To refine your mask, you can also use the Mask panel to feather the edges of your shape.

4. You should immediately see the mask activated in your layer. To remove the mask, you can drag it to the Trash can in the Layers panel, or to temporarily disable it, right click on the layer mask and choose "disable layer mask". You can always enable it later if you choose.

5. This is a great way to work with layers that doesn't destroy your original image. If you want, you can also save the masked layer to another new layer, with the mask applied, which is handy if you want to paste it into another Photoshop file. Just right click on the layer mask and choose "Refine Edge". You will see a range of options that include smoothing and other options for refining the mask. At the bottom of this panel, there's an option titled "Output". If you choose Output to "New Layer" you will get a new layer with the Flower image and no background - the mask has been applied.

 

Clipping Mask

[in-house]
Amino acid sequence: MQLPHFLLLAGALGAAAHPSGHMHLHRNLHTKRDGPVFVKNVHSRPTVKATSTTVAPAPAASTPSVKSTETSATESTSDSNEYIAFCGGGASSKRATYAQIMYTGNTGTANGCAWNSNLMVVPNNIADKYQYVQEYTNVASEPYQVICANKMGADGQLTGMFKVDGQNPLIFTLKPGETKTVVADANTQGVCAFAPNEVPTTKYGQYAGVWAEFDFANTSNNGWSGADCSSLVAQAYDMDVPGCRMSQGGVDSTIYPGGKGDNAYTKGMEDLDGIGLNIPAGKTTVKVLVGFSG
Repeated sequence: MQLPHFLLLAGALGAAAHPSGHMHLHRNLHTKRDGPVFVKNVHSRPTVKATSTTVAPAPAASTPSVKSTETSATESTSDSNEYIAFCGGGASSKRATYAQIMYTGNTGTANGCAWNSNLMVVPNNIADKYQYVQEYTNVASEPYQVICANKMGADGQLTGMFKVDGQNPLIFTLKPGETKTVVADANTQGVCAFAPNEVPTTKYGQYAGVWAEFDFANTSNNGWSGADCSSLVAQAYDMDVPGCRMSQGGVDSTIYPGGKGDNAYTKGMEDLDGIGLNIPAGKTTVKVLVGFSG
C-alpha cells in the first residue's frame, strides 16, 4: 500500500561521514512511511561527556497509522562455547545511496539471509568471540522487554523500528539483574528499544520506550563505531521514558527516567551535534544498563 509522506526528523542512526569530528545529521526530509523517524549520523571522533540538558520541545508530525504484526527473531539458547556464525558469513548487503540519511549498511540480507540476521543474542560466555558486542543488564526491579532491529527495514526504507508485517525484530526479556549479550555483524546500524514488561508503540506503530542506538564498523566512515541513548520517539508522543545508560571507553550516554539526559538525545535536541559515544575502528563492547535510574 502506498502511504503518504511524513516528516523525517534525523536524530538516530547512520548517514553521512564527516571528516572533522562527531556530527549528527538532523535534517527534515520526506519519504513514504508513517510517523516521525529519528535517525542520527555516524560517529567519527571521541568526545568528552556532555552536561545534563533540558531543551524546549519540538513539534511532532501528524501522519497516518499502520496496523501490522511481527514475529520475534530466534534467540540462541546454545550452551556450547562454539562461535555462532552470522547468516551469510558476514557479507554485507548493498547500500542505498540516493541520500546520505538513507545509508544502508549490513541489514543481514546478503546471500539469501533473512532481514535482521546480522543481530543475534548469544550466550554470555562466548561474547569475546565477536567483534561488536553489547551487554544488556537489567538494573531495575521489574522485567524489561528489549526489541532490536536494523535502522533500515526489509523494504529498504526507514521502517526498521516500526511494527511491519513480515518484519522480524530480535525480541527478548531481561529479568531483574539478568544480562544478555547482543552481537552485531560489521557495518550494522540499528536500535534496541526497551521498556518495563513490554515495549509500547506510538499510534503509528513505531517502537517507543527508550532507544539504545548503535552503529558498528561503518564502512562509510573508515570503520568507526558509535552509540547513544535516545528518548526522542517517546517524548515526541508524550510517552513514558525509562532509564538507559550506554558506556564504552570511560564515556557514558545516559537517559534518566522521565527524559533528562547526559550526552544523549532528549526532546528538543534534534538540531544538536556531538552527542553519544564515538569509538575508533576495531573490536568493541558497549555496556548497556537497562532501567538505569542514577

A clipping mask is a separate layer that can be attached or removed from other layers, so in some ways it is more flexible. It also works with Opaque pixels and Transparency instead of White and Black - the opaque pixels are the visible area and the transparent part of the Clipping Mask Layer is the hidden part of the linked layers.

To create a Clipping Mask Layer:

1. Open one of the "Flower" images provided in Photoshop and save it as a layer.

2. Create a new layer and drag it under the Flower layer. Fill this bottom layer with a colour, or paste one of the background images provided into this layer.

3. Create a new layer in between the Flower and the background layers - this will be the Clipping Mask Layer. It seems unusual to have it underneath, I find it confusing myself, because I'm used to using Flash where masks are attached from the top.

clipping mask example

4. Grab your paint brush - the colour doesn't matter - and paint a shape of pixels that will form the visible areas of the mask. just mask a rough shape at first, or perhaps select the flower layer, select the flower itself using the wand tool or similar to select the background, then Invert it to get the flower shape. once you have the dotted selection area, switch back to your Clipping Mask layer and fill the shape with any colour.